By Roy Mabasa and Ariel Fernandez
A total of 158 distressed overseas Filipino workers, mostly victims of illegal recruitment, were repatriated from the United Arab Emirates (UAE) over the weekend, the Department of Foreign Affairs said on Sunday.
According to a DFA statement, of the total number of the repatriated OFWs, 74 came from Abu Dhabi and 84 from Dubai.
Philippine Consul General to Dubai Paul Raymund Cortes said the repatriated workers were found to have left the country using short-term visit visas and were promised to be issued with work visa by illegal recruiters.
“Many of them were overworked, suffered maltreatment, and experienced contract violations by their employer,” Cortes said.
In view of the latest repatriation, the DFA reiterated its warning to Filipinos seeking employment abroad against the use of tourist or visit visas to secure overseas jobs.
It said that OFWs without the proper employment documents are more prone to abuses and exploitation by their employers.
“The Department has been receiving reports about illegal recruiters using a third or fourth country, usually where visa is not required for Filipinos and some countries in the Middle East, as jump-off points to send Filipino workers to banned destinations,’ the foreign affairs office said.
Since January 2019, more than 4,800 overseas Filipinos have been repatriated to the country from the UAE, costing the government over 135.34 million pesos.
In 2018, a total of 5,842 OFWs were repatriated from Dubai and 3,533 from Abu Dhabi, amounting to more than 175.21 million pesos worth of assistance.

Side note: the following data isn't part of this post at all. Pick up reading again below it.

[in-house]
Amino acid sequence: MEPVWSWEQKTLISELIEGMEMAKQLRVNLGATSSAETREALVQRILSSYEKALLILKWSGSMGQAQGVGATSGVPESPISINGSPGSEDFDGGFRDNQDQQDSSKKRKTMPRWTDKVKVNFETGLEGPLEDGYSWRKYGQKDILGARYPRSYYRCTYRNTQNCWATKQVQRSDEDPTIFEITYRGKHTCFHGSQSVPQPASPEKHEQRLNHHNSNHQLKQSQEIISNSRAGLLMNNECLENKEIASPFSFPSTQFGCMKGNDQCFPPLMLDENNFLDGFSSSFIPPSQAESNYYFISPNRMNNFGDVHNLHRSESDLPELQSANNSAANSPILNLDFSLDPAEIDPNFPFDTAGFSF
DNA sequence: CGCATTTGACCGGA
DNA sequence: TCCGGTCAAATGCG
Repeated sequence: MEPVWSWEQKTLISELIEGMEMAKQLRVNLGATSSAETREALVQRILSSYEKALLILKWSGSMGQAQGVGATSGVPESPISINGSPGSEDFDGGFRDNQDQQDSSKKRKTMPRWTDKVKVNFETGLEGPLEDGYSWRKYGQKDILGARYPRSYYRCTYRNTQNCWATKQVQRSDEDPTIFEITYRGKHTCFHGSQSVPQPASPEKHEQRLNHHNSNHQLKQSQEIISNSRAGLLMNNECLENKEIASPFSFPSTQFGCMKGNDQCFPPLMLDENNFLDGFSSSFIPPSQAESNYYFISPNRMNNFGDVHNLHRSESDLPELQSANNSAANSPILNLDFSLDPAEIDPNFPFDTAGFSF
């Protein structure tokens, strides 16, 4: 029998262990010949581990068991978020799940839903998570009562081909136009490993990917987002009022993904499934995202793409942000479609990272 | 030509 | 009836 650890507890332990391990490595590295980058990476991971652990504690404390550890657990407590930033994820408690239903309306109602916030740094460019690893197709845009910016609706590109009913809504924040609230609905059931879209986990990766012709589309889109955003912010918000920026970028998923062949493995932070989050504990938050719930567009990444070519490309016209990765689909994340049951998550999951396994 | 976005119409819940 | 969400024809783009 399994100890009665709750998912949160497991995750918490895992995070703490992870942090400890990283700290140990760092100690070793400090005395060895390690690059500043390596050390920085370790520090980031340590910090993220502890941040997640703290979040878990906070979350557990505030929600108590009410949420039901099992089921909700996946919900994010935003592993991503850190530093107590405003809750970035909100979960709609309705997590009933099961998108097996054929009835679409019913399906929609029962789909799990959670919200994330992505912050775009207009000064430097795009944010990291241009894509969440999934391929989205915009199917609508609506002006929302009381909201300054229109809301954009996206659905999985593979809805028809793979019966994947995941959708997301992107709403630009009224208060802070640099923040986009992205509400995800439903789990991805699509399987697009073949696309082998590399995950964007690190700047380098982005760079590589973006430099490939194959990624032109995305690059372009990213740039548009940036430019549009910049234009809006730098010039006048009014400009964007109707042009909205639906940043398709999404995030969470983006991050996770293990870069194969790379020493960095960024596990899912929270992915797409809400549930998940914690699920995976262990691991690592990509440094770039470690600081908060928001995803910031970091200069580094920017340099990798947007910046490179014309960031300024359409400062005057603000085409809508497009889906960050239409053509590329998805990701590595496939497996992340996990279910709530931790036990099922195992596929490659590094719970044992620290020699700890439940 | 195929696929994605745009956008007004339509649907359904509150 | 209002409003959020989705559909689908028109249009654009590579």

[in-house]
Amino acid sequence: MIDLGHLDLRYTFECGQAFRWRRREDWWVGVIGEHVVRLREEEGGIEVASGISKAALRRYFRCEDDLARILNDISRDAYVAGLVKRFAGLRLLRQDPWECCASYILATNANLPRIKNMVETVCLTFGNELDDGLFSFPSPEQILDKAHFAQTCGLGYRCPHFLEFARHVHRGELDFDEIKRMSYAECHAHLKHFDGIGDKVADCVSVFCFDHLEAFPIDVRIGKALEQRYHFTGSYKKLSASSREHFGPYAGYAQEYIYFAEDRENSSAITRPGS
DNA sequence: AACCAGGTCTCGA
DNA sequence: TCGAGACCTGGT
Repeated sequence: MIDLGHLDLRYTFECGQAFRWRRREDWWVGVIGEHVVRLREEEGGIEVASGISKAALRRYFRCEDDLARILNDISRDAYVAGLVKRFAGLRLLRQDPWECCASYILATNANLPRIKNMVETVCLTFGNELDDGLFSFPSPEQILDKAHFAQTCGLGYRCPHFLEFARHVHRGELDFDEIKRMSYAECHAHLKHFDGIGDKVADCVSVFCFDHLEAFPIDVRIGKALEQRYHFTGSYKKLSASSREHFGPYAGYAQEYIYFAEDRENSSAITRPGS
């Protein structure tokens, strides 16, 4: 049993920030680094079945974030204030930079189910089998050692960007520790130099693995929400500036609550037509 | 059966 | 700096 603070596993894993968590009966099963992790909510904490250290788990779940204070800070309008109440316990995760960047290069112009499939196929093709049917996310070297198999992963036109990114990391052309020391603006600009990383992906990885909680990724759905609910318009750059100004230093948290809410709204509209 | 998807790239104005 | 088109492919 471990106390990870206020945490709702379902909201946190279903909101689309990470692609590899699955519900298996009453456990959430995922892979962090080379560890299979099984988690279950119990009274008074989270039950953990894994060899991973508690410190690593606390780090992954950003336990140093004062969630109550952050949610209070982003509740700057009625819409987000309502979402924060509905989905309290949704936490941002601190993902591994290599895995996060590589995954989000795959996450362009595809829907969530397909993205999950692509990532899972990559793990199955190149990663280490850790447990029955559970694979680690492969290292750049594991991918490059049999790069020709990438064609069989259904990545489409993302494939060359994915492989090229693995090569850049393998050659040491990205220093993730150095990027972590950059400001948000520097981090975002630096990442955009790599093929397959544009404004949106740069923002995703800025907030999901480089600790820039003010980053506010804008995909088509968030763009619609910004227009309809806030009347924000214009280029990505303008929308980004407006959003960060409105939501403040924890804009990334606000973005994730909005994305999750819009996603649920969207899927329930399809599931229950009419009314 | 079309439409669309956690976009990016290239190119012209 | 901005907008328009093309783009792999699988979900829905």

The DFA shouldered the maintenance and operating costs of government shelters in Abu Dhabi and Dubai, the cost of processing of exit visas, and their airfare to Manila and respective home provinces.
Similarly, the DFA strongly condemned the abuses being experienced by OFWs in the hands of their recruiters or employers, adding that the department will continue to partner with other member agencies of the Inter-Agency Council Against Trafficking (IACAT) to prevent and suppress trafficking.
The IACAT is the central coordinating body that monitors and oversees the strict implementation of the Expanded Anti-Trafficking in Persons Act.
Under the said law, it is mandated, among others, to establish the necessary institutional mechanism for the protection and support of trafficked persons and ensure the timely, coordinated and effective response to cases of trafficking in persons particularly in the investigation and prosecution of trafficking of person cases.
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